In 2003, the Rhode Island Natural History Survey presented its Distinguished Naturalist Award to Hugh Willoughby at its 8th annual conference, “Assessing Change in Rhode Island’s Ecosystems,” held at Rhodes On-the-Pawtuxet in Cranston, on March 7, 2003. The following remarks were prepared by fellow birder, Robert Bushnell, who was also a past leader of the Audubon Society of Rhode Island’s (ASRI) Block Island Birding Weekend:
Mention Hugh Willoughby’s name to anyone in Rhode Island with an interest in natural history, and they will likely respond, “I know Hugh. He’s been a good friend of mine for years. He’s the one who got me interested in…” That interest might be birds, dragonflies, mammals, wildflowers, geology, or any one of the many areas of Hugh’s expertise. Hugh’s passion for the natural world is contagious, and that, along with his wonderful sense of humor, is his trademark.
Hugh has always been a teacher. He considers himself fortunate to have had so many outstanding students over the years and measures his good fortune by the number of his students who have gone on to pursue successful careers in the natural sciences. He humbly says that his only claim to legitimacy as a Distinguished Naturalist is that he has introduced scores of people to an interest in the natural world, noting, “So many folks just never seem to notice this world until some fascinating facets have been pointed out to them.” That introduction has often been enough to kindle a lifelong interest in nature.
Born in Worcester, Mass., Hugh, along with his parents and three siblings, moved at the age of 5 to Riverside. It was about this time that Hugh’s humor and interest in birds first surfaced, when pointing out the window, he proclaimed to his father, “See da waxwing!” His father, a fine amateur naturalist and a renowned genealogist, was a professor of psychology at Brown University. His mother was an outstanding teacher, and for many years was a highly regarded tutor of children with special needs.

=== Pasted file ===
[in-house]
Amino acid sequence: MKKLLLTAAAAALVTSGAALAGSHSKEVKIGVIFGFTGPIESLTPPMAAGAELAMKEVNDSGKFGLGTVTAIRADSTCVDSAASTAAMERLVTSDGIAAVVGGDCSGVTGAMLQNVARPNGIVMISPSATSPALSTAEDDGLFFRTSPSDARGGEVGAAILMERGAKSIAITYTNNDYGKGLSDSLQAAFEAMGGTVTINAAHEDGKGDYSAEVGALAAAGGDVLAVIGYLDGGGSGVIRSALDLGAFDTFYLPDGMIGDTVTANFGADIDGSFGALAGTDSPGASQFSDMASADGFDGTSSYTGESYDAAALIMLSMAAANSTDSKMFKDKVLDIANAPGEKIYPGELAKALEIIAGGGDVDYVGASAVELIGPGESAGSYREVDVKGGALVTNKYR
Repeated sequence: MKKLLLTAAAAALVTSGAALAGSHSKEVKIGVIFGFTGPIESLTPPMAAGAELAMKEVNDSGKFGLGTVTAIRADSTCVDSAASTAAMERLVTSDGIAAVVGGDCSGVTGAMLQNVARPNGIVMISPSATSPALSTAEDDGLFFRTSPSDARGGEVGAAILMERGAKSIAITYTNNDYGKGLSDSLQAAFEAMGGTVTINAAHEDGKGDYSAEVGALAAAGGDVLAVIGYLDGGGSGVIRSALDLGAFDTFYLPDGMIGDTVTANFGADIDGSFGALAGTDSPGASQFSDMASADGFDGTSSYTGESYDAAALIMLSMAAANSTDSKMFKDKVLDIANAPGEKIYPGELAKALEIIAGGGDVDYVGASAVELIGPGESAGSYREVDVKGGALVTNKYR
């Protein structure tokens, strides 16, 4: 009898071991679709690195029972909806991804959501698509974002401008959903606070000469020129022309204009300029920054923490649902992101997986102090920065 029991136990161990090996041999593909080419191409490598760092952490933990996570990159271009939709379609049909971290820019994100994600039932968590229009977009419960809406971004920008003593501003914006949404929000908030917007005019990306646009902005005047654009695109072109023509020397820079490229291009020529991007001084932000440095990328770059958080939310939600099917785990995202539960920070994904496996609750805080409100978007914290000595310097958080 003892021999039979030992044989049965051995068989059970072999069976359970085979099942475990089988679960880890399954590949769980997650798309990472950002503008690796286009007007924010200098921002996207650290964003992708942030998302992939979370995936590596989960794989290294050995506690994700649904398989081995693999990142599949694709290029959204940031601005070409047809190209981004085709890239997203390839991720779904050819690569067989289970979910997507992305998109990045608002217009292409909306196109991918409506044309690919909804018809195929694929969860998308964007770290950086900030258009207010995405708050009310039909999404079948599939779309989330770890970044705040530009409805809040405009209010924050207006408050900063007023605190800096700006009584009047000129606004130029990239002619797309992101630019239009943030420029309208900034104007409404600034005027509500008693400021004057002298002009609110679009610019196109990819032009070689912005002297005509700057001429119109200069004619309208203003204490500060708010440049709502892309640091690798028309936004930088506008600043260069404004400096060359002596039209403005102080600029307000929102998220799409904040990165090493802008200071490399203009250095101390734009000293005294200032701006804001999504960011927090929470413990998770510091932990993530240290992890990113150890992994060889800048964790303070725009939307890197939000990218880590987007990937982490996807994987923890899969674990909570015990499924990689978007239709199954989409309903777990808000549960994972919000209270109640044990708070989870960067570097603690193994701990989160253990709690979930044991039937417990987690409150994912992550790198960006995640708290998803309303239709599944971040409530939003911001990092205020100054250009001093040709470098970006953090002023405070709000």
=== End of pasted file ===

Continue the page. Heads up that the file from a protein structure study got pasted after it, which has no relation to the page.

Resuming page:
While still in high school, Hugh, a National Merit Scholar, tutored fellow students in such diverse subjects as U.S. history, elementary Spanish, German, algebra, and geometry. At Brown University, he established reading proficiency in French, German, and Spanish, and played first bassoon in the Brown-Pembroke Orchestra for four years. Hugh received his undergraduate honors degree as the Francis Wayland Scholar of the class of 1953. With typical Willoughby wit, he says that his degree in geology has proved to be a good foundation for his other outdoor studies.
After graduation he spent two years in the U.S. Army during the Korean conflict, but was fortunate, he says, “to have no foreign duty other than in Texas!” While in the Army he was selected to be a Troop Information Leader, where he gained valuable experience in lesson preparation. Hugh says that this experience helped him to overcome his tendency to panic in public-speaking situations. His friends, however, cannot imagine Hugh ever having this tendency!
After his discharge from the military, Hugh worked as a claims adjuster for the Liberty Mutual Insurance Companies for several years. He began his career in public education in a one-year position as head of a middle school science department. As testament to his scholarship and versatility, he then pursued a career as a high school English teacher and guidance counselor at East Providence High School. After earning a master’s degree in guidance and counseling, he moved to the Counseling Center at the University of Rhode Island (URI). Later he returned to East Providence High School as a guidance counselor before retiring in 1986.